Peace activist Kinnee dies

Helen Kinnee

Helen Kinnee

Helen Kinnee, who spent most of her life advocating for peace, has died.

Kinnee, who would have turned 93 on Christmas Day, died Nov. 26 at Chico Creek Care & Rehab nursing home.

Along with friend Wilhelmina Taggart, who died in 2000, Kinnee founded the Chico Peace Endeavor, the group that since 1964 has staged a vigil at the corners of Third and Main streets in downtown Chico. A plaque on a bench near the corner bears their names, along with that of fellow activist Florence McLane.

Kinnee, who grew up in Boise where her Danish-immigrant father was mayor, held bachelor’s and master’s degrees in entomology from U.C. Berkeley and after graduating taught high school biology and typing in Exeter, Calif. There, she met and married music teacher James Kinnee.

According to the book Unstill Lives: Portraits of Northern California Women, James Kinnee caused a local stir when he and several friends, pacifist-minded and with World War II looming, applied for conscientious objector status. At the end of the year, both teachers’ contracts weren’t renewed—a thinly veiled retaliation for what was perceived as anti-patriotism.

The couple moved to Berkeley before being assigned to a “C.O” work camp, followed by New Hampshire and Iowa before settling in Chico in 1952 so James Kinnee, who died in 1982, could take a job in the music department of what is now Chico State University.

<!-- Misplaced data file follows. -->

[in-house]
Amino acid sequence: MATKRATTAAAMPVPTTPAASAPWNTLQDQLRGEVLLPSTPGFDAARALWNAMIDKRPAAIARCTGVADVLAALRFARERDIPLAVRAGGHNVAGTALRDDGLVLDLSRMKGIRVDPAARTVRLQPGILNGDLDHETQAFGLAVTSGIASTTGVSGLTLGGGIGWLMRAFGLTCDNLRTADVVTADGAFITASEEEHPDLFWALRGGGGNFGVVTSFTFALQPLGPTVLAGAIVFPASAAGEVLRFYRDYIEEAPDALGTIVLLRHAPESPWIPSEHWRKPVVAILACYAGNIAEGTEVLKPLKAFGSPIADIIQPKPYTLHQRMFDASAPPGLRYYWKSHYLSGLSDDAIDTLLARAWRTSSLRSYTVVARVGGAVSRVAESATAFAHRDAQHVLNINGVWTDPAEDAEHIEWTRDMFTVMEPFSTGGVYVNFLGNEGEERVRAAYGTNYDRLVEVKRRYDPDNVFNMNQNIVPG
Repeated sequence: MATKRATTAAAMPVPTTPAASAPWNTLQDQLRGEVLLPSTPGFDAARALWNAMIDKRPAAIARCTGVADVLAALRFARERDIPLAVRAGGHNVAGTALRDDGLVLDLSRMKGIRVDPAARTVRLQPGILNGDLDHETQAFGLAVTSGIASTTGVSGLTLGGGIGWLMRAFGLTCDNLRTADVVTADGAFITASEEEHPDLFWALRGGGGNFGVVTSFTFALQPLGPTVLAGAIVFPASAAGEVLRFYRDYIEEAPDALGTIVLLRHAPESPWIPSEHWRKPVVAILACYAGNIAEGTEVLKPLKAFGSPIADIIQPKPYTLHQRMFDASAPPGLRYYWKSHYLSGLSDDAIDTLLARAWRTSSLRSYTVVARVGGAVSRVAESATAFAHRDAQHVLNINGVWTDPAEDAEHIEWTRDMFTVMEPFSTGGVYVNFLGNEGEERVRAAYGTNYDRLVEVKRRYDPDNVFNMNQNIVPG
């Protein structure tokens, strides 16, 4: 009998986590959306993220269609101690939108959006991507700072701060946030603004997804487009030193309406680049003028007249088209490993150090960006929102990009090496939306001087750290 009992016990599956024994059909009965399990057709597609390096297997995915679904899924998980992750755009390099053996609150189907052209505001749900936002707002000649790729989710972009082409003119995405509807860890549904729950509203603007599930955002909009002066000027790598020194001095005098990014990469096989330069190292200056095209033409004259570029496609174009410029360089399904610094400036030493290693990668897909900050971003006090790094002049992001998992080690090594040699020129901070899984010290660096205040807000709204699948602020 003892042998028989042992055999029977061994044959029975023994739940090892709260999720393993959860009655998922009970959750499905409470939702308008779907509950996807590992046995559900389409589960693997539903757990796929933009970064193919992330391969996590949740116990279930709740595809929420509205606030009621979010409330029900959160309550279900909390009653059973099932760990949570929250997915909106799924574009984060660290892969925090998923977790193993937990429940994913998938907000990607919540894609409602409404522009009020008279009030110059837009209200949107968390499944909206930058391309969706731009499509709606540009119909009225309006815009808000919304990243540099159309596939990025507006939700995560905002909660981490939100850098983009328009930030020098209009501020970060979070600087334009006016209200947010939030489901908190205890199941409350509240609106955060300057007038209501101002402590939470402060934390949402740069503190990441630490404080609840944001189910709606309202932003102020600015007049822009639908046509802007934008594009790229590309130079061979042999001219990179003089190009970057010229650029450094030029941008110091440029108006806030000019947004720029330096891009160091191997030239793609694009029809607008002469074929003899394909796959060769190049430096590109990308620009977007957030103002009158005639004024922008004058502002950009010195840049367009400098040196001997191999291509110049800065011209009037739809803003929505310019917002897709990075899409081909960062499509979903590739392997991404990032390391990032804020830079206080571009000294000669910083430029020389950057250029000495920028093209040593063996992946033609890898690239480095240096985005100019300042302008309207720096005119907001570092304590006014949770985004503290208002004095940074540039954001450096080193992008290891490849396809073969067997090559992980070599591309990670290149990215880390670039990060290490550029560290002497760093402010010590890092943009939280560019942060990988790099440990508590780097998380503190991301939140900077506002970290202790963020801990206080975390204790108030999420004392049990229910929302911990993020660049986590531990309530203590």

In 1960, Helen Kinnee and other activists protested the construction of a missile base near Chico. The Saturday vigils soon followed.

Kinnee is survived by two children, daughter Peggy in San Diego and Chico resident Tom Kinnee.

“She just dealt with everyone in such a great spirit that it seemed like there was no question that [advocating peace] was the right thing,” Tom Kinnee said. “She didn’t set out to be virtuous. It was just the natural way she dealt with people.”

At times, the activists were threatened by opponents, who taunted them as “Communists.”

“Over the years, I saw [positive] changes in attitudes toward my mom and her group and what they were doing,” said Kinnee, who as a child sometimes joined his mother on Third and Main and during the Vietnam War registered as a conscientious objector.

“She stopped being a leader in the organization in the 1980s, but she’d still take part in the vigil from time to time,” Kinnee said.

He added that for years his mother has not been in a mental state to follow world politics, which may have been a blessing in disguise.

“She always kept a positive attitude, believing if there were enough people who worked and thought the way she did that a change would come about slowly but surely,” Kinnee said. “I was kind of glad that she wasn’t aware of what was going on, because it seems like a rerun of so many mistakes that were made before.”

A memorial service will be held Saturday, Dec. 10 at 2:30 p.m. at the First Baptist Church on Palmetto Avenue.